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79AE713C-4A96-432A-97E6-12E683976668.png - APPENDIX 4 for...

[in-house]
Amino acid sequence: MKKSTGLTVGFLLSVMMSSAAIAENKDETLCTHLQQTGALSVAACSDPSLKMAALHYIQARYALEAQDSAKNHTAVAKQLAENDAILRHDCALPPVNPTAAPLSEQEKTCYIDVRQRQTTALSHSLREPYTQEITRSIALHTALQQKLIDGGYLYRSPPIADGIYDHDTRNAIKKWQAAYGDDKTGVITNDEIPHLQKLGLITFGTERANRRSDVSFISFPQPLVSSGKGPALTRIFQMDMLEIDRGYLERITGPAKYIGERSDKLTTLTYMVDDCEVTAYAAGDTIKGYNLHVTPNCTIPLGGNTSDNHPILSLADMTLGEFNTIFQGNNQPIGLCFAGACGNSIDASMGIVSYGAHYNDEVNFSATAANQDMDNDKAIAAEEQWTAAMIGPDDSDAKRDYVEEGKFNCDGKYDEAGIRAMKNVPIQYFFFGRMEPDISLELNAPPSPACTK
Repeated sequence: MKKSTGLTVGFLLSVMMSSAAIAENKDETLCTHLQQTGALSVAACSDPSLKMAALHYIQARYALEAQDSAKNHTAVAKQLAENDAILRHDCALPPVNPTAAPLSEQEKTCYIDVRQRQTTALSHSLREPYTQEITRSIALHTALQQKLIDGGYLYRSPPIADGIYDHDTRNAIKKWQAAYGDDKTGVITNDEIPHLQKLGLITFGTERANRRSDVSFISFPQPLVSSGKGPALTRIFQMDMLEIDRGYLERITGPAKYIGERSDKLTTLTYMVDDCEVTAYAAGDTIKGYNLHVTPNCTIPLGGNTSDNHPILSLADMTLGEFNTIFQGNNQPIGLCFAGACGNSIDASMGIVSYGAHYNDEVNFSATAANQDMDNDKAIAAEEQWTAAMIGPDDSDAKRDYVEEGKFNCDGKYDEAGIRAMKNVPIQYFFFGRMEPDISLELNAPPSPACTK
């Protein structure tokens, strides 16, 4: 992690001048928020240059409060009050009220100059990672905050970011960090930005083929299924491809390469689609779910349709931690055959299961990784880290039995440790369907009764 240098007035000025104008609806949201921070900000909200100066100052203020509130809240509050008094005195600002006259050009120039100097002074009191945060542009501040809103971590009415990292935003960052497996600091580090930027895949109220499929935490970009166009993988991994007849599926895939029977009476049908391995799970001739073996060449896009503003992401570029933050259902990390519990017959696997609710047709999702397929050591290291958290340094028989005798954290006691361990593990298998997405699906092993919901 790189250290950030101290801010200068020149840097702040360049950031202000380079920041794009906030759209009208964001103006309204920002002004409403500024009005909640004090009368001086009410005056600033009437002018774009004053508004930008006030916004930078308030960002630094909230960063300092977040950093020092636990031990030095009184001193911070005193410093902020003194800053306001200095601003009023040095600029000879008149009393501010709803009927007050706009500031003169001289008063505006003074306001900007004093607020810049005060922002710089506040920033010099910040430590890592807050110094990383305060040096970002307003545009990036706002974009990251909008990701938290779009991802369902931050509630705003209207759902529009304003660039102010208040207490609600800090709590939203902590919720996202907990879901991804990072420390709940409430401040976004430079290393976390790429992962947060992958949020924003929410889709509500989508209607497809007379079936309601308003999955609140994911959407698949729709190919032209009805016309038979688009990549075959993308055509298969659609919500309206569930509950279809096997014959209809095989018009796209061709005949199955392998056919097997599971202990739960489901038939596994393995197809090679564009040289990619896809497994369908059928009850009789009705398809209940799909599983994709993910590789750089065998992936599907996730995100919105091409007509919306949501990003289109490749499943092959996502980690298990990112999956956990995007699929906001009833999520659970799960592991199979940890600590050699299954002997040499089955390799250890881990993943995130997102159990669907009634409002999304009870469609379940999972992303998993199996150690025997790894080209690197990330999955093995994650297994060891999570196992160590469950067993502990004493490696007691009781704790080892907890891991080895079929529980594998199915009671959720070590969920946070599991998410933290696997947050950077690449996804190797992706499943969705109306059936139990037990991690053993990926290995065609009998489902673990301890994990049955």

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Unformatted text preview: APPENDIX 4 for lactose utilization would not be made, whether or not lac- tose was present. b. The lac genes would continue to be transcribed and the enzymes made, whether or not lactose was present. c. Same predicted result as for b. d. RNA polymerase would not be able to transcribe the genes; no proteins would be made, whether or not lactose was present. use it as a template to make cDNA (using reverse transcriptase). Cloning this DNA rather than the entire genome would yield a smaller library of genes to be screenedionly those active in liver cells. Furthermore, the genes would lack introns, making the desired gene easier to manipulate after isolation. 10. c (Bacteria lack the RNAesplicing machinery needed to delete eukaryotic introns.) 10- White, reflecting the genetic makeup 0f the nucleus donor 11. Isolate plasmids from a culture of E. coli. Cut the plasmids and 11. A mutation in a single gene can influence the actions of many other genes if the mutated gene is a control gene, such as a home, otic gene. A single control gene may encode a protein that affects (activates or represses) the expression of a number of other genes. In addition, some of the affected genes may themselves be control genes that in turn affect other batteries of genes. Cascades of gene expression are common in embryonic development. 12. The protein to which dioxin binds in the cell is probably a tran7 scription factor that regulates multiple genes (see Module 11.3). If the binding of dioxin influences the activity of this transcrip tion factorieither activating or inactivating itidioxin could thereby affect multiple genes and thus have a variety of effects on the body. The differing effects in different animals might be explained by differing genetic details in the different species. It would be extremely difficult to demonstrate conclusively that dioxin exposure was the cause of illness in a particular individ7 ual, even if dioxin had been shown to be present in the person's tissues. However, if you had detailed information about how dioxin affects patterns of gene expression in humans and were able to show dioxin-specific abnormal patterns in the patient (perhaps using DNA microarrays; see Module 11.9), you might be able to establish a strong link between dioxin and the illness. 13. Wilmut was able to coordinate the cell cycle of the donor and host cells by depriving them of nutrients. When faced with starvation, both cells switched to the G0 phase of the cell cycle. Wilmut could therefore be sure that, when placed in a growth medium with nutrients, the cell cycles within both the donor and host cell were synchronized. This allowed him to success frilly clone a mammal from an adult cell for the first time. Chapter 12 1. a. PCR; b. arestriction enzyme; c. gel electrophoresis: d. nucleic acid probe; e. cloning 2.d3.b4.b5.c5.c 7. Because it would be too expensive and time consuming to com, pare whole genomes. By choosing STR sites that vary consider, ably from person to person, investigators can get the necessary degree of specificity without sequencing the entire genome. 8. Medicine: Genes can be used to produce transgenic lab animals for AIDS research or for research related to human gene therapy. Proteins can be hormones, enzymes, blood—clotting factors, or the active ingredient of vaccines. Agriculture: Foreign genes can be inserted into plant cells or animal eggs to produce trans, genic crop plants or farm animals. Animal growth hormones are examples of agriculturally useful proteins that can be made using recombinant DNA technology. 9. She could start with DNA isolated from liver cells (the entire genome) and carry out the procedure outlined in Module 12.1 to produce a collection of recombinant bacterial clones, each car, rying a small piece of liver cell DNA. To find the clone with the desired gene, she could then make a probe of radioactive RNA with a nucleotide sequence complementary to part of the gene: GACCUGACUGU. This probe would bind to the gene, labeling it and identifying the clone that carries it. Alternatively, the biochemist could start with mRNA isolated from liver cells and A—11 Chapter Revlew Answers the human DNA containing the HGI—l gene with the restriction enzyme to produce molecules with sticky ends. Join the plasi mids and the fragments of human DNA with ligase. Allow E. coli to take up recombinant plasmids. Bacteria will then replicate plasmids and multiply, producing clones of bacterial cells. Identify a clone carrying and expressing the HGl-I gene using a nucleic acid probe. Grow large amounts of the bacteria, and extract and purify HGI—l from the culture. 12. Determining the nucleotide sequences is just the first step. Once researchers have written out the DNA ”book,” they will have to try to figure out what it meansiwhat the nucleotide sequences code for and how they work. 13. Some issues and questions to consider: What are some of the unknowns in recombinant DNA experiments? Do we know enough to anticipate and deal with possible unforeseen and negative consequences? Do we want this kind of power over evolution? Who should make these decisions? If scientists doing the research were to make the decisions about guidelines, what factors might shape their judgment? What might shape the judgment of business executives in the decisionemaking pro cess? Does the public have a right to a voice in the direction of scientific research? Does the public know enough about biology to get involved in this decisionemaking process? Who represents ”the public," anyway? 14. Some issues and questions to consider: What kinds ofimpact will gene therapy have on the individuals who are treated? On society? Who will decide what patients and diseases will be treated? What costs will be involved, and who will pay them? How do we draw the line between treating disorders and "improving" the human species? 15. Some issues and questions to consider: Should genetic testing be mandatory or voluntary? Under what circumstances? Why might employers and insurance companies be interested in genetic data? Because genetic characteristics differ among ethnic groups and between the sexes, might such information be used to dis- criminate? Which of these questions do you think is most impor tant? Which issues are likely to be the most serious in the future? 16. Gather two groups of volunteers. Have one group ingest a stand- ard amount of GMO corn in their diet and the other group in- gest a standard amount of traditional corn. Monitor the health of the individuals in both groups, looking for differences. In real life, such a study would be problematic because it is difficult to control and monitor what people eat, it would require many years to search for long—term health effects, and it may run afoul of ethics standards for human testing. Chapter 13 1. According to Darwin’s theory of descent with modification, all life has descended from a common ancestral form as a result of natural selection. Individuals in a population have hereditary variations. The overproduction of offspring in the face of limited resources leads to a struggle for existence. Individuals that are well suited to their environment tend to leave more offspring than other individuals, leading to the gradual accumulation of adaptations to the local environment in the population. ...